Great now we can append new elements to the end and to the front of the list. But we can do even better by creating a method that appends elements at a specific position so let’s see how we can do this.

`def add_at(index, data) if !@head   @head= Node.new(data)   return end if index == 0   add_first(data)   return end  previous = get_node(index — 1) || get_last() node = Node.new(data, previous.next_node) previous.next_node = nodeendprivatedef get_node(index)  return if !@head  return @headif index === 0   node = @head  counter = 0  until node.next_node.nil?    node = node.next_node    counter+=1    return node if counter === index  endend`

Here again, we have another private method that helps us to get a node at a specific index. In the add_at method, we take the index and the data and if the head is nil we assign the head to a new node. Then return to stop the execution. If the head is not nil we check if the index is equal to 0 and if it is we called the add_first method and pass the data. This way we are reusing methods which is always a good practice.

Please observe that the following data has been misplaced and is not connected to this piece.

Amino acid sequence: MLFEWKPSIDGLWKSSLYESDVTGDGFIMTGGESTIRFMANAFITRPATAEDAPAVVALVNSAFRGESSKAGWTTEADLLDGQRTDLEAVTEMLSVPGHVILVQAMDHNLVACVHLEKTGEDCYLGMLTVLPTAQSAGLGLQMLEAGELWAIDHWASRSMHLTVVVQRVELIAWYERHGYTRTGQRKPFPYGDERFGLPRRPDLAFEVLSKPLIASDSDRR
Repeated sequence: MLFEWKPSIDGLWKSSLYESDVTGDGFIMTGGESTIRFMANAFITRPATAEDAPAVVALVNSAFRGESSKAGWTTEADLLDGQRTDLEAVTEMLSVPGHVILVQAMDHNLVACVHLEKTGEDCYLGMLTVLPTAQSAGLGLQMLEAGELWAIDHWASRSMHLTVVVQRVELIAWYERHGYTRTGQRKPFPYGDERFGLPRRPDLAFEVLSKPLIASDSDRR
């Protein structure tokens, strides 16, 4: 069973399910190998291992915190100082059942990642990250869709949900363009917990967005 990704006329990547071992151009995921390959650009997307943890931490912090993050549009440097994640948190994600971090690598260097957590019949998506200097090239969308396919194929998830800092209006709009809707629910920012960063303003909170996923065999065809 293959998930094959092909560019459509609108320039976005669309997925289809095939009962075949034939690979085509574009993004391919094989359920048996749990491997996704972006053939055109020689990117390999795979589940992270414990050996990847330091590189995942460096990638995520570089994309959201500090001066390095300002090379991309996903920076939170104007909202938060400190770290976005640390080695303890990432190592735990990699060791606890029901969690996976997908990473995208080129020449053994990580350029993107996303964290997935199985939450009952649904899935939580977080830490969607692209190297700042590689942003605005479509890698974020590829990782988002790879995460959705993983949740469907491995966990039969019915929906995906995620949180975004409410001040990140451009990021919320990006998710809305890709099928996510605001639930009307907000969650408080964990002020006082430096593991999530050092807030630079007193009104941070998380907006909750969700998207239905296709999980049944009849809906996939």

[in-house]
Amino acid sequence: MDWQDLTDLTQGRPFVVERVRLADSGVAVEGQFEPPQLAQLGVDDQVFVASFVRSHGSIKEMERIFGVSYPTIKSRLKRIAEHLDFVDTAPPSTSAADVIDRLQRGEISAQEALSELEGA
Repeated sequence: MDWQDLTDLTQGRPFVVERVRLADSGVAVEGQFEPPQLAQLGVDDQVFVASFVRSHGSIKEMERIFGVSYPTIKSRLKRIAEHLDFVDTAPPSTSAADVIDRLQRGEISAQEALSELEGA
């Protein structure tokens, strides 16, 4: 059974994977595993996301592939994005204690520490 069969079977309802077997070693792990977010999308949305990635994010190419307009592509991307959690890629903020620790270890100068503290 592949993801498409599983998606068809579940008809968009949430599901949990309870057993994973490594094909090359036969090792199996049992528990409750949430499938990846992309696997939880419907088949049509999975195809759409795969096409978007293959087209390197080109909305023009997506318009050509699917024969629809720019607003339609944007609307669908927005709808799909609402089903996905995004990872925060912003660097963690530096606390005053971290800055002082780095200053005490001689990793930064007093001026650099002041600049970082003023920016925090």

Then if the index is not 0 we create a variable called previous and assign it to the resulting value of the get_node or get_last methods. If one of them returns nil then the previous variable will take the value of the other method. Then we create a new node and pass the data and the previous.next_node as a second parameter. Lastly, we assign the previous.next_node to the just created node.

Now we can basically append elements to our list at any specific position..Great!!

We will do the same to remove elements. We’ll have three methods remove_first, remove_last and remove_at.